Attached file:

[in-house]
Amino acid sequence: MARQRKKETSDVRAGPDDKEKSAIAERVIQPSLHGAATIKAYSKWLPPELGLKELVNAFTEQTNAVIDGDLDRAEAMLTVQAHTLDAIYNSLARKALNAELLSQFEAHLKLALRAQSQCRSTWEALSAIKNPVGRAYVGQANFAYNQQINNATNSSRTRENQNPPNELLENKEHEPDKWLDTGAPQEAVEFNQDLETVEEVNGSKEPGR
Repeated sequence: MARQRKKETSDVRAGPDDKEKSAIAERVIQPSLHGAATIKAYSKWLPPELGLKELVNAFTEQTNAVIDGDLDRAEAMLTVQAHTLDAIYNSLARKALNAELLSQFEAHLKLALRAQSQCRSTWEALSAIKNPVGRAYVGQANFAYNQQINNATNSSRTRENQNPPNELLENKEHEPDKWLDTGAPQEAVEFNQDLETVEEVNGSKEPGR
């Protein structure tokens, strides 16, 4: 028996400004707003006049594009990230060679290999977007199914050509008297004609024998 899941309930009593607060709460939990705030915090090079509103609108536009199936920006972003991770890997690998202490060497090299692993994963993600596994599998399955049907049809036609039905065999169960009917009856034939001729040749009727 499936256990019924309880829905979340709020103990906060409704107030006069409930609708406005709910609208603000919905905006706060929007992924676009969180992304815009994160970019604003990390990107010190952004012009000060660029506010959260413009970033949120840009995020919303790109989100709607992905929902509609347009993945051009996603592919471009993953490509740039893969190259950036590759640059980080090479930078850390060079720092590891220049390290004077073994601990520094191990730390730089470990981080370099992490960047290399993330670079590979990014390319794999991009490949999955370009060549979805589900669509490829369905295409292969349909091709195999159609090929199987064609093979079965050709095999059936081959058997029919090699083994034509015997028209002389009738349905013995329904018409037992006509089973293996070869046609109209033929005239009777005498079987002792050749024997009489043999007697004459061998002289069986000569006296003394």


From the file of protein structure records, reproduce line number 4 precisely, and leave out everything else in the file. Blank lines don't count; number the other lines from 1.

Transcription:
């Protein structure tokens, strides 16, 4: 028996400004707003006049594009990230060679290999977007199914050509008297004609024998 899941309930009593607060709460939990705030915090090079509103609108536009199936920006972003991770890997690998202490060497090299692993994963993600596994599998399955049907049809036609039905065999169960009917009856034939001729040749009727 499936256990019924309880829905979340709020103990906060409704107030006069409930609708406005709910609208603000919905905006706060929007992924676009969180992304815009994160970019604003990390990107010190952004012009000060660029506010959260413009970033949120840009995020919303790109989100709607992905929902509609347009993945051009996603592919471009993953490509740039893969190259950036590759640059980080090479930078850390060079720092590891220049390290004077073994601990520094191990730390730089470990981080370099992490960047290399993330670079590979990014390319794999991009490949999955370009060549979805589900669509490829369905295409292969349909091709195999159609090929199987064609093979079965050709095999059936081959058997029919090699083994034509015997028209002389009738349905013995329904018409037992006509089973293996070869046609109209033929005239009777005498079987002792050749024997009489043999007697004459061998002289069986000569006296003394």